Legislature, New Bedford Charter School, Pioneer Institute discussed on Animal House


Yeah. I've talked to a lot of folks who have very high opinion of mighty men and the job that he's done. And I, I have no in Boston to shame of pioneer institute where we're public policy institute very interested in education trying to schools, high red. And we just looking at the plane faxing, you know. What is this, a stain -able for a for a university system to go through this massive expansion at this time, you know, and they and I think that kind of the chickens have come home to roost. Because the financial pressures coming on the university now because I don't think it's a stain -able. Yeah. They're going to have to do something about that. Definitely. Are you? I'm not sure if this is your area of expertise, but the legislature did something recently that was pretty troubling to me when it comes to charter schools, they blocked. A New Bedford charter school. From expanding into a new building. They wanted to wanted to shift to a new campus. There's an old public school building, I think, and legislature blocked it from even from them even trying to do it. And the way they did. It was too, you know, procedural roadblocks put up see roadblocks legislature. So it wouldn't even come for a vote were you guys following that or? Phone, very, very carefully. Yeah. Pyner institute with was one of the leading groups kinda advocating for products cools. In fact, at pioneers, to one of my qualities, working here is Tom Birmingham, used to be the Senate president. He wasn't. He was one of the agents. So the education reform act that led to an casts and try to school. So with you know that try to school that you're talking about into Bedford is fantastic charter school. I mean it is it's famously good and the waiting list to get into. It is gigantic. You have to win a lottery to get into it and the, the mayor down there who who was. I think he's a Harvard grad, he's a. Originally. He was he was very few of in his praise for this particular school. But then at the end of the day, you know, it's, it's like the, you know, collective bargaining labor the teacher's union, so and so forth death against charter school. So to me, it's not. Right. You know, I mean these inner city kids in bed for those kids are up against it, especially young coming up fourteen fifteen years old. It's tough world. And so if there's an opportunity for, for family to send their kid to a school that's rank high in the state, it's like a little gym right in their backyard. I don't get why they're shutting down. It's like shooting yourself in the foot. It's terrible. You concern about the way the legislature went about it to not even to allow vote basically blocking it from even coming up. Well, you know, I, I served in the state legislature for seventeen years. Yeah. And it doesn't surprise me that the legislature would do that because they've been they've been like a, you know, an eye in curtain against charter schools, because there's so much political pressure by teachers, not to not Acilitator it. And if but back in the day in the time that, like if president Birmingham the Mark Roosevelt, and those people, you know, these are urban liberals, they, they were urban liberals, but they, but they would twenty to find a way to have people live in inner cities, like Brockton, you know, Lawrence New Bedford, Springfield, Lawrence, Lowell chicopee that we're the school systems are really rough to give the parents and the kids chance to go to a good school. I mean they saw in that view and it's really too bad that the leadership is not. There people rise up like we had back in the day. Yeah. They instead they have people seemingly do what the unions want them to do. This is not to say that charter schools, and they don't. They're I'm sure they're bad charter schools, as well as good ones. But, you know, it just seemed like the way they did it. That was a little sneaky, the legislature, did it because they knew the time frame, they knew the timeframe of that, that, that they could delay. And they just kept delaying delaying it till they couldn't do it anymore. And what they wanted to do was to go away from a lottery system. Is that correct? The school wanted to go away from the lottery and do like more of a local school choice gotta thing, right? That's right. You know, we down in New York, there's a, there's a city councillor down, who, who retired and she started about ten charter schools in New York. And they were really, really. She's an African Americans. The constituency student body was almost all of them African American Hispanic and they were like you know, is ranked in the top one percent of all the city schools in the city did the same thing. They said no, they, they block them from a new facility. They victim from the facility all the pressure came on it. But man, but there was a March on Sydney hall, and they think they sent like two hundred buses full of people up to Albany in New York fight it. You know what I'm saying is, I wish people would down in New Bedford in the state would rise up and say, hey, you know, why are you depriving families of this opportunity? It's just not. Right. It's I think it's very unfair and unwise. Right. Well, Greg, I want to thank you very much for joining us here on bat and the pioneer institute you guys do a great job over there covering various issues and holding holding government accountable. Well, we feel the same way about you Joe and you're a great coverage of national in state. It's really fabulous. Thanks. I really appreciate it. Thanks. Okay. Greg Sullivan from the pioneer is we're gonna take a quick break. Don't forget, six seven two eight six five six three three. If you want to weigh in, if you wanna weigh on any topic at all we're going to be switching a little, the politics, six one seven two. Eight six five six three three our text. We'll be right back. Herald.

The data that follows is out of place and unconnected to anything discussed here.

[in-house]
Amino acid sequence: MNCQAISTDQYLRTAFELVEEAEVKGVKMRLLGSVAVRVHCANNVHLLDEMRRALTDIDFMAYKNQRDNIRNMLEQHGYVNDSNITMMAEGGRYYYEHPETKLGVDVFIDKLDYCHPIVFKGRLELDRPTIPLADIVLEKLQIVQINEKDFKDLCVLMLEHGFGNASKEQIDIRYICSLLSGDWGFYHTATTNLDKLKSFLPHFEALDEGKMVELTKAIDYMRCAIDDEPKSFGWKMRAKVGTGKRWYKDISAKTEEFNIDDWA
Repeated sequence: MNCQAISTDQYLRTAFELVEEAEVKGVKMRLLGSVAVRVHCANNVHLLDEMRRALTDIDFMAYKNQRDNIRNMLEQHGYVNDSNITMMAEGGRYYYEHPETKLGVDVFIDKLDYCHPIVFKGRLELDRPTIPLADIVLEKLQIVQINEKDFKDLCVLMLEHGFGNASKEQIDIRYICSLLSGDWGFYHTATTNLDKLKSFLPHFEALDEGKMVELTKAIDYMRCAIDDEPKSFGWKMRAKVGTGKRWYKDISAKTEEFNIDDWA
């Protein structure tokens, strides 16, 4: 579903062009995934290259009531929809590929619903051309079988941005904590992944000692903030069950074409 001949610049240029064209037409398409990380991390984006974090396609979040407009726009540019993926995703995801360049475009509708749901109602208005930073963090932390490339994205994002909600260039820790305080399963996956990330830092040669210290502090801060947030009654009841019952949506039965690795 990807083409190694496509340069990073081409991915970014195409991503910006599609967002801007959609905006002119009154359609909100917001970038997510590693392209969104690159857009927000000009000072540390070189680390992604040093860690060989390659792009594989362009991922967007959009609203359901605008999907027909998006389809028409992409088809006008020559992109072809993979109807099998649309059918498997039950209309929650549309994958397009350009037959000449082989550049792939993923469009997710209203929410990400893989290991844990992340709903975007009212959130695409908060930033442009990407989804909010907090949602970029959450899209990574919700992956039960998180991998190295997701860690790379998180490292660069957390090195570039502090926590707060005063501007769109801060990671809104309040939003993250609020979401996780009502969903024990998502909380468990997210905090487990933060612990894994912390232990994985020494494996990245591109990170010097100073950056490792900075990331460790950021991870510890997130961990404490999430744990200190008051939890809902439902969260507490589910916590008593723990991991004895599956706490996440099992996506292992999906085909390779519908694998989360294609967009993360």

Coming up next